Nor does the World Socialist Movement recruit at any political cost. We actually have an entrance test for membership. This does not mean that the WSM sets itself up as an intellectual elite into which only those well-versed in socialist scholarship may enter. One purpose of it is to place all members on an even basis. The WSM’s reason is to ensure that only conscious socialists enter its ranks, for, once admitted, all members are equal and it would clearly not be in the interest of the movement to offer equality of power to those who are not able to demonstrate equality of basic socialist understanding. Once a member, each person holds the exact same privileges as the oldest member, able to sit on any committee, vote, be listened to and have access to all information. Thanks to this test all members are conscious socialists and there is genuine internal democracy and of that, we are fiercely proud. Consider what happens when people join other groups which don’t have this test. The new applicant has to be approved as being “all right”. The individual is therefore judged by the group according to a range of what might be called “credential indicators”. Hard work (often, paper selling) and obedience by new members is the main criterion of trustworthiness in the organisation. In these hierarchical, “top-down” groups the leaders strive at all costs to remain as the leadership, and reward only those with proven commitment to the “party line” with preferential treatment, more responsibility and more say. New members who present the wrong indicators remain peripheral to the party structure and finding themselves unable to influence decision-making at any level, eventually give up and leave, often embittered by the hard work they put in and the hollowness of the party’s claims of equality and democracy.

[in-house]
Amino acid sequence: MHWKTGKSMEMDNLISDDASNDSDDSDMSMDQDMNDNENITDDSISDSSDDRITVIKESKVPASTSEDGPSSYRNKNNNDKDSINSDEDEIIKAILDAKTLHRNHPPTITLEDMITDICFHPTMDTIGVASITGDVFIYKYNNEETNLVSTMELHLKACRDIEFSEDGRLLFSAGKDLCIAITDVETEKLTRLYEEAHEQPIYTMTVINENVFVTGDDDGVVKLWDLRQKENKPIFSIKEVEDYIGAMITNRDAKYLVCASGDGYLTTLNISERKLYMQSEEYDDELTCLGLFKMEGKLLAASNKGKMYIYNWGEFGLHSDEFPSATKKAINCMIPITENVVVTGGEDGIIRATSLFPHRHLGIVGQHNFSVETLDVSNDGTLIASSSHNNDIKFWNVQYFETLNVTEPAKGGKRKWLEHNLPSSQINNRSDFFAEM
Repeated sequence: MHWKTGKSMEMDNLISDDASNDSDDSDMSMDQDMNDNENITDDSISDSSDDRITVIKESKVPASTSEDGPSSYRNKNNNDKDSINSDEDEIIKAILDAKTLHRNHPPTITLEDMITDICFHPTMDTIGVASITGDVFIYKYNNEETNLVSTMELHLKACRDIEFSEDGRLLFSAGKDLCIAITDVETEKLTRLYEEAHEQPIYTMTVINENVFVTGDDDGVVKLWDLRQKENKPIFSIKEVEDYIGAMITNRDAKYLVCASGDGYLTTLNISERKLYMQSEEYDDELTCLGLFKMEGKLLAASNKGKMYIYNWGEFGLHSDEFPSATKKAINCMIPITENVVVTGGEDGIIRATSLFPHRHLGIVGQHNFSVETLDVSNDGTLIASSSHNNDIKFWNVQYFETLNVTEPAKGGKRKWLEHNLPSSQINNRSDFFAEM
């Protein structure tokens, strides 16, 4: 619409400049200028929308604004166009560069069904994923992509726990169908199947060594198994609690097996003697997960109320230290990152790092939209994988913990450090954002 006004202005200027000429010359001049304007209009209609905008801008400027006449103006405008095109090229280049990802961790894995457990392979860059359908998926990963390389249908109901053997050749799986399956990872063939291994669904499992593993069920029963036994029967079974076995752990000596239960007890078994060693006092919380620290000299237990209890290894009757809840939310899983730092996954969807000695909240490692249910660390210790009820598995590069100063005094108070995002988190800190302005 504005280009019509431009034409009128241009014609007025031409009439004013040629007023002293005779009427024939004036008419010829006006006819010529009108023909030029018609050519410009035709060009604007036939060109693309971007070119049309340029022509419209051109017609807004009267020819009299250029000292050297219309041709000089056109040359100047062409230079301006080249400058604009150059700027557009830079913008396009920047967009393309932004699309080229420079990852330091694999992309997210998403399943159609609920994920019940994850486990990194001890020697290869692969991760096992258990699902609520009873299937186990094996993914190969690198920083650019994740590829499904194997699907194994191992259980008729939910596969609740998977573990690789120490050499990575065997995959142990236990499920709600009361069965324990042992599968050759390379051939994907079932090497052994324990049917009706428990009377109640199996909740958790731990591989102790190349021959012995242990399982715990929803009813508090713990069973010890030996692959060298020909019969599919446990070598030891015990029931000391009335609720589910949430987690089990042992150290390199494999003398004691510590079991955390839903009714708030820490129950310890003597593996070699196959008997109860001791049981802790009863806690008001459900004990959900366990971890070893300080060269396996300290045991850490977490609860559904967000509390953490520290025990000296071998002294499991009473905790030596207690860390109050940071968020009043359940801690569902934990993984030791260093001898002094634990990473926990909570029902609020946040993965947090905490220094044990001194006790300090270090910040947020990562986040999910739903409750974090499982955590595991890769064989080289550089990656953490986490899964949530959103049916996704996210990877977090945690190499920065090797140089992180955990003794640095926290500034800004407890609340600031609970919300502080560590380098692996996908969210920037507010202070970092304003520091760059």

WSM propaganda concentrates upon education and teachers are no more leaders than writers or speakers are leaders. Their function is to spread knowledge and understanding, as teachers, so that the workers may emancipate themselves. Our purpose as an organisation is to help bring forth the latent strength of the movement. Quite different from that we must have leaders (great men) to order their followers (blind supporters) toward a socialist society. Socialism is not the result of blind faith in individuals or, by the same token, vanguard parties. Despite some very charismatic writers and speakers in the past, no personality has held undue influence over the WSM. Simply check the two published histories of the Socialist Party (“The Monument” by R Barltrop and D Perrin’s “The Socialist Party of Great Britain”) to see on just how many occasions and on how many issues those so-called leaders have not gained a majority at conferences or in referendums.

 We, as socialists, are simply presenting choices to the working class, for them to reject or accept, that is all we can do but without a choice being offered, there is no choice. The WSM is not so presumptuous as to think that the whole future of the world depends on us. What we do say is that people will come to a realisation that capitalism needs to be replaced by socialism quicker if there’s already an organised group arguing for this. Words are our weapons.

The above naturally only gives an overview to the WSM case for socialism. You can read more on our comprehensive websites.